After a scheduled review of the Bank’s inflation target, the Monetary Council decided to improve the flexibility of the inflation targeting regime. As a result, the Council designated a ±1 percentage point tolerance band while maintaining the inflation target defined as a 3 per cent rate of increase in the domestic Consumer Price Index published by the Central Statistical Office. In line with past practice, the MNB will publish an assessment of performance in meeting the inflation target each year, in the Annual Report.

The primary statutory objective of the Magyar Nemzeti Bank is to achieve and maintain price stability. Since 2001, the framework for meeting the Bank’s statutory objective has been the inflation targeting regime. The MNB can contribute to sustainable economic growth by achieving and maintaining price stability. The conditions for price stability are assumed to hold if economic agents can reasonably expect inflation to remain low and stable looking ahead over a longer period. Price stability does not necessarily mean inflation around zero – persistently and excessively low inflation, or negative inflation, may have risks to economic activity as well. A 3±1 per cent target is low enough to ensure that economic losses arising from inflation remain moderate, takes into account potential statistical distortions stemming from the method of calculating the Consumer Price Index, and may adequately mitigate the risk of deflation. At the same time, it also takes into account the fact that growth in emerging economies is associated with the catch-up with developed countries in terms of prices, which may cause additional inflation relative to developed countries.

The financial crisis has posed new challenges to monetary policy all around the world. The crisis highlighted that the shocks to the economy may be much greater than previously thought and the probability of monetary policy being faced with constraints will not be negligible in the future. Under the inflation targeting regime, central banks have moved towards greater flexibility and reformed their monetary policy instruments. While maintaining the primary objective of price stability, flexible inflation targeting provides a framework where the central bank not only focuses on inflation in the short run, but it also takes into account other (real economic and financial stability) factors. Primarily, real economic factors are taken into account in decision-making in a way that the central bank is willing to tolerate deviations of consumer prices from the inflation target temporarily, in order to avoid excessive volatility of real variables.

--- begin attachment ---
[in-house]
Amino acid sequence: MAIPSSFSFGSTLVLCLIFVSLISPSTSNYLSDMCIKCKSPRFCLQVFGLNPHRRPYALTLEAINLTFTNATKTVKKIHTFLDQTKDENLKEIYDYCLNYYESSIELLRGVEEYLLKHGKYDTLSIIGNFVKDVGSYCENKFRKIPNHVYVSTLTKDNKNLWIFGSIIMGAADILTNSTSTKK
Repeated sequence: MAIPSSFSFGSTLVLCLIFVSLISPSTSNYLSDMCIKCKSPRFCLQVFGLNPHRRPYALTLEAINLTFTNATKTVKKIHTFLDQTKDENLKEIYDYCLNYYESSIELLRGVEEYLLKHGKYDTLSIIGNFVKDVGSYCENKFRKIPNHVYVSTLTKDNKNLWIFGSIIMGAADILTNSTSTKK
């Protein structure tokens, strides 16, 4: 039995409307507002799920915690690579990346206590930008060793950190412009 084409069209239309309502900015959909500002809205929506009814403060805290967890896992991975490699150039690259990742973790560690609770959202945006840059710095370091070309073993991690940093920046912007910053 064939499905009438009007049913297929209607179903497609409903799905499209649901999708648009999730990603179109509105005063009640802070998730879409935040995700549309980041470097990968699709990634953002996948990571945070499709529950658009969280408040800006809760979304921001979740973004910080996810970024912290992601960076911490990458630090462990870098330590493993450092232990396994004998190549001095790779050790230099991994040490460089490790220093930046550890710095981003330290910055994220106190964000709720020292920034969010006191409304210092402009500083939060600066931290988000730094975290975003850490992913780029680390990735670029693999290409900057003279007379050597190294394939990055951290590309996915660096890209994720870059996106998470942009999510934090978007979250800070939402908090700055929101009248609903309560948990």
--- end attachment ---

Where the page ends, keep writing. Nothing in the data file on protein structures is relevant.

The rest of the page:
A ±1 percentage point tolerance band around the inflation target may contribute to increasing the flexibility of the framework. The use of a tolerance band is consistent with international best practice followed by central banks. The Bank continues to aim at achieving 3 per cent inflation; however, the ±1 percentage point tolerance band recognises that inflation may fluctuate around that level as an effect of shocks hitting the economy. The time horizon relevant for the Monetary Council continues to be 6 to 8 quarters.

The Government’s economic policy may contribute to achieving and maintaining price stability through several channels. Keeping the government deficit at a stable and low level and further reducing debt, tax measures and changing administered prices in line with the 3±1 inflation target help reduce the real economic costs of achieving and maintaining price stability.

The Council will review the new inflation target after 3 years at the latest, or at the time of entry into the ERM 2 exchange rate regime by Hungary.

Monetary Council